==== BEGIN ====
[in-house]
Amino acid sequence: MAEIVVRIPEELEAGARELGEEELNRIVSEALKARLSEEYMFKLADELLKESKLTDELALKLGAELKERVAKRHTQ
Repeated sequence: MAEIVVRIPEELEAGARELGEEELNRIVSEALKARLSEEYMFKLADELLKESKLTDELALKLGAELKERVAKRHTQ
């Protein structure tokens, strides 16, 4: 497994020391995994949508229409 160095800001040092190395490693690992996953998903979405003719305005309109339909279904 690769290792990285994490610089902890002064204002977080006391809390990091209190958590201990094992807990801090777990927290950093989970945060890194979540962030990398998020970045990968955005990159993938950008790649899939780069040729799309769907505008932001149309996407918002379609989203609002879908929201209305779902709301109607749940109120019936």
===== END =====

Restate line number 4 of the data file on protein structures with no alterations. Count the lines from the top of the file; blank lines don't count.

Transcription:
């Protein structure tokens, strides 16, 4: 497994020391995994949508229409 160095800001040092190395490693690992996953998903979405003719305005309109339909279904 690769290792990285994490610089902890002064204002977080006391809390990091209190958590201990094992807990801090777990927290950093989970945060890194979540962030990398998020970045990968955005990159993938950008790649899939780069040729799309769907505008932001149309996407918002379609989203609002879908929201209305779902709301109607749940109120019936």